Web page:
(Aside: I find it so incredibly interesting that the Reformation sparked a ‘feminist movement’ long before the secular landmark of the suffragettes. Christianity has always, undoubtedly, uniquely valued women. I wonder to what extent feminism is ultimately derived from Christian principles – it is only in the wake of Christ that women have been deemed anything close to ‘equal’.)
Köstenberger attributes the second wave with the suffragette movement and states that it was initially very much driven by the secular world with the aim of establishing social and economic rights for women. Special mention is made of Simone de Beauvoir and Betty Friedan’s important works during this time. Meanwhile, feminist interpretations of Scripture began to develop within cultural and social contexts i.e. African-American and Hispanic communities, and issues of authority, patriarchy and sexism were addressed. By 1975-1983 the movement within the Christian context had grown so large that three general groups of feminists were identified (will be explained in later posts):
1. Radical feminists
2. Reformist feminists
3. Biblical evangelical feminists (egalitarians)
The third wave of feminism began in the 1990s, which is ‘characterised by an even more radical pursuit of feminine self-realisation completely removed from any guiding Christian principles’. Köstenberger does not have any focus on the third wave given it has little interaction with the Bible. I expect this would also be true for the fourth wave, and while my own experience has been within the most recent feminist renaissance, I find that the emphasis this book has placed on Scripture has allowed it to remain relevant even into that discussion. (Would be happy to hear of any prominent feminist theologians of the third/fourth waves you might know of).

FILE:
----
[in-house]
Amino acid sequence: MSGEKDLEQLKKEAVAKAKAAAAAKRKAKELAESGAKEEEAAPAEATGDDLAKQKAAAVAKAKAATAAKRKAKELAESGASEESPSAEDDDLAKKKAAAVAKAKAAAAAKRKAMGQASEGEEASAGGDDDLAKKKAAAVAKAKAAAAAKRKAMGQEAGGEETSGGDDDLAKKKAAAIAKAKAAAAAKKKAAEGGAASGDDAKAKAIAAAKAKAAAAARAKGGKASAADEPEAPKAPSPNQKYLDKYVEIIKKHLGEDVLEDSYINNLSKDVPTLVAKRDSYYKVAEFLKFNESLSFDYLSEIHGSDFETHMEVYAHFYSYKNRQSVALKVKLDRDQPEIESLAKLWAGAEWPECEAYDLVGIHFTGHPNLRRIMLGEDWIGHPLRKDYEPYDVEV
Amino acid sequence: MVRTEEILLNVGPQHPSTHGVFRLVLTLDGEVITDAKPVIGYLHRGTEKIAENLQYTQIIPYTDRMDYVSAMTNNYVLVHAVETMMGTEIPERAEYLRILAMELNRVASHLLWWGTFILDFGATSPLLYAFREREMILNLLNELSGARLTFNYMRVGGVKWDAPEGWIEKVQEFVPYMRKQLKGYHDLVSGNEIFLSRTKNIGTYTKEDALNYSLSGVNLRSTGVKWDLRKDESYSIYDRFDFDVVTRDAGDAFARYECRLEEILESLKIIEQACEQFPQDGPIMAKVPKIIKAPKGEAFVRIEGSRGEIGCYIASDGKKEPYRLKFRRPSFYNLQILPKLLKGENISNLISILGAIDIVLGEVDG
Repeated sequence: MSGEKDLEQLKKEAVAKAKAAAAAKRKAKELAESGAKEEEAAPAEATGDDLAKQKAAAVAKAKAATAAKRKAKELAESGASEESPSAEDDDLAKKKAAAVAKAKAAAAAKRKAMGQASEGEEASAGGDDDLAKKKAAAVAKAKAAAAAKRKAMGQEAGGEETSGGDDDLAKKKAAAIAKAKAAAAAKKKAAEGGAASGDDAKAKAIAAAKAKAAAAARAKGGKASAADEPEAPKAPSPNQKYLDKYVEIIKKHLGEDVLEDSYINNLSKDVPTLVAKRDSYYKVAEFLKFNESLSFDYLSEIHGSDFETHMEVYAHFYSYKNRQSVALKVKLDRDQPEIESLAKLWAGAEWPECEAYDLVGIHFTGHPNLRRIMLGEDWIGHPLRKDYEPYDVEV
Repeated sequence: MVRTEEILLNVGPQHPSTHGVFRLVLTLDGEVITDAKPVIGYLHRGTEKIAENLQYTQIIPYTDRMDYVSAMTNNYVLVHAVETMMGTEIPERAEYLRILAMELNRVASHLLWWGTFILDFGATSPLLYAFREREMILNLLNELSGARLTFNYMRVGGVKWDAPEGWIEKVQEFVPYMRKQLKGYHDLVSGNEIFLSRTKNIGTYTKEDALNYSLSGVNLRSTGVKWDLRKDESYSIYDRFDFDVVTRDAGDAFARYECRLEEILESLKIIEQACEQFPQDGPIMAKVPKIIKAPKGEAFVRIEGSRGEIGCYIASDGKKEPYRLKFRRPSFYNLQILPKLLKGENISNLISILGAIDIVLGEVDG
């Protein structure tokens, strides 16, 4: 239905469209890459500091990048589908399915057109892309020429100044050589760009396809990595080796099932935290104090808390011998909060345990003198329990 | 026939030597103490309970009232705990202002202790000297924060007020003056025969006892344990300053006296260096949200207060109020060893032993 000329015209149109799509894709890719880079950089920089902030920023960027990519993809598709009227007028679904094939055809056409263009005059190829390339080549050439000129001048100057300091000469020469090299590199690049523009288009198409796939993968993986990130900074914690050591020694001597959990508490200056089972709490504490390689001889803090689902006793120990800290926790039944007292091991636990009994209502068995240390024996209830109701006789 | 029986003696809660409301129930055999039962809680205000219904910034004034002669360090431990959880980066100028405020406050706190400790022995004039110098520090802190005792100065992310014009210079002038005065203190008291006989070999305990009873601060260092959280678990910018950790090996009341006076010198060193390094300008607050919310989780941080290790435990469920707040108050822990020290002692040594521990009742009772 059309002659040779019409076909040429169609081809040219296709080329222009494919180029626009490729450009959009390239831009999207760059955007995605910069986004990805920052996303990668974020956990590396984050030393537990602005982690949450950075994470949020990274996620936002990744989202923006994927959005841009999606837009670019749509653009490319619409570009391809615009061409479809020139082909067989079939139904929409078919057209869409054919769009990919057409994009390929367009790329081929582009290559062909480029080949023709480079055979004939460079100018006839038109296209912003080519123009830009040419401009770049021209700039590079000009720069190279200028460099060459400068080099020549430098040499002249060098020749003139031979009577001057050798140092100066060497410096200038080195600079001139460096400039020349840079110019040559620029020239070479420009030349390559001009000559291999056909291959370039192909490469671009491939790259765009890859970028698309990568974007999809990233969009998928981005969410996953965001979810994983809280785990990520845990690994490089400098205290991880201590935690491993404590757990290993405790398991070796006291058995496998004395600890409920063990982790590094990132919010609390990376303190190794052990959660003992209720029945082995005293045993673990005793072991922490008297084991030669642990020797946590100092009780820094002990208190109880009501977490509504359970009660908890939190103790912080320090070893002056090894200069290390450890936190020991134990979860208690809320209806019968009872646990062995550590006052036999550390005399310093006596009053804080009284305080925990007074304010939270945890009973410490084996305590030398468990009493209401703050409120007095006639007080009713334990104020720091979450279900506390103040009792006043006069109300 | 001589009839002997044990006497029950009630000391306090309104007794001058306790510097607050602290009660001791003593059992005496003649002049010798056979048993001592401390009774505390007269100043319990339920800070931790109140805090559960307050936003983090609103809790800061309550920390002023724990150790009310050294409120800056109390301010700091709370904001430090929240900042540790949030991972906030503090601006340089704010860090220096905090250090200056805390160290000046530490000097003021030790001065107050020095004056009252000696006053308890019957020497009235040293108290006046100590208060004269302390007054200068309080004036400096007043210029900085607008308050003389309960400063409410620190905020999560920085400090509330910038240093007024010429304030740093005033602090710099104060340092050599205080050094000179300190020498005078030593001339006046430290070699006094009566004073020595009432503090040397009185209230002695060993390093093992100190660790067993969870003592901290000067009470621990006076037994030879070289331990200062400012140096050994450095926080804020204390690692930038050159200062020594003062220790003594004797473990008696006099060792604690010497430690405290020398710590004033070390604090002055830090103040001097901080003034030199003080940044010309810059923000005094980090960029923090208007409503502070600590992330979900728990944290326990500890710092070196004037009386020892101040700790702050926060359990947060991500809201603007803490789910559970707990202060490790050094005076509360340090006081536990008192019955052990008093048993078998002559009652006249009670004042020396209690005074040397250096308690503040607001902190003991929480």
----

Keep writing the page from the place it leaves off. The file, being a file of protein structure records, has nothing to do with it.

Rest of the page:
Köstenberger’s chapter on the importance of biblical hermeneutics (the science of interpretation) and accompanying appendix, are the reason why I found myself excited about this book. For months I have been reading article after article on feminism and trying to come up with answers, but have been at a complete loss. As Köstenberger ’s aim is to evaluate feminist theology against what the Bible actually teaches, she begins by reiterating the authority of Scripture and the utmost care one needs to take in understanding it. I haven’t been reading feminist theologians, but I think the acceptance and influence of feminist ideas means that you’re not far off the mark. In order to adopt feminism as a philosophy, or even sections of it, I think as a Christian you would then need to apply a feminist interpretation of Scripture. This is a dangerous thing to do.
This has seemed embarrassingly obvious to me in the past week, but it was refreshing to read and be reminded of all the same. A really big problem with the way I have approached this issue is that I have been asking: can I be a Christian feminist? Having Köstenberger put the Bible front and centre again made me realise that I was asking the wrong question. We should never bring our cultural bias to bear upon Scripture. I cannot turn to Scripture and interpret it based on feeling, or experience. I must let Scripture stand on its own merit, and speak to me of its enduring truth. I cannot simply look for feminism within its pages.
Before turning to the writing of feminists, Köstenberger grounds us firmly in God’s word and asks us to:
1. Reaffirm that Scripture is inerrant, infallible, authoritative, and divinely inspired. Only then will you be compelled to obey it despite personal preference or contemporary relevance.
2. Interpret Scripture by coming as close as possible to the actual meaning as intended by the author at the time of writing. If we do not establish authorial intent as the guide for interpretation, all interpretations will become valid, thereby nullifying any attempt at truth. i.e. we cannot just look for something in the Bible that seems to ‘match up’ with feminism, we need to do the work in understanding the Bible for what it is.
Here concludes part 1.